After reading the recent IPCC report, I felt of dismay, anger and a tiny bit of hope. The report made it very clear that the rate of global warming is faster than scientists initially predicted, the impacts of climate change are increasing and we have as little as a decade to significantly reduce our carbon emissions. Hence, the dismay
The government’s response to the report was to propose “technology not taxes” as their solution, an absolutely meaningless statement. Hence, the anger.
One of the proposed technologies is carbon sequestration. To date, this has proven to be ineffective and too costly. But this idea got me thinking. Perhaps it is time to apply a little common sense to developing effective climate solutions. Mother Nature has provided us with the most effective carbon sequestration machine possible…the tree. Hence, the hope.
As any school kid can tell you, trees “breathe in” or absorb and store carbon dioxide as they grow – the same carbon dioxide that is driving global warming. Worldwide, trees have a significant impact on the reduction of carbon dioxide.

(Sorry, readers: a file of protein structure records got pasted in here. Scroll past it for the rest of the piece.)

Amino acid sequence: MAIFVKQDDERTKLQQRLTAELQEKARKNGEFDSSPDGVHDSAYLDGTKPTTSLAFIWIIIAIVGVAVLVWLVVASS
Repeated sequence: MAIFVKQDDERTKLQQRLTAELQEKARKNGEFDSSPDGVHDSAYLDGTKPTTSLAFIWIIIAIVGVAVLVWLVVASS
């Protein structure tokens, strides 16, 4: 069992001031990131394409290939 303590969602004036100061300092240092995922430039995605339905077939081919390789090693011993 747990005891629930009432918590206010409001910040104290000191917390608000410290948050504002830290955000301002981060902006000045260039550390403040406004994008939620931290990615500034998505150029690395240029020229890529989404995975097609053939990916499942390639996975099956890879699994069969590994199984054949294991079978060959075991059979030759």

Unfortunately, we are clearing trees faster than they can grow, significantly reducing the amount of carbon our forests can absorb. How crazy is that?!
Where is all this land clearing happening? Australia is among the 11 worst countries when it comes to deforestation. Queensland has the highest clearing rate in Australia, primarily for farming and grazing.
Not only does land clearing reduce the amount of carbon our forests can absorb, but it releases the huge amount of carbon that the living trees once held in storage. Carbon pollution from land clearing is projected by the federal government to remain at about 46 million tonnes of carbon dioxide a year to 2030, roughly equivalent to emissions from three large coal-fired power plants.
But the story gets worse.
Land clearing undermines the basis for food production, causes species loss and ecological decline, destroys climate resilience and degrades water resources (think Great Barrier Reef water quality).
It is time to apply some common sense for the common good and let nature help us tackle climate change. Large-scale land clearing must stop and large-scale re-vegetation must start. We can take hope that nature can help us win the climate change battle.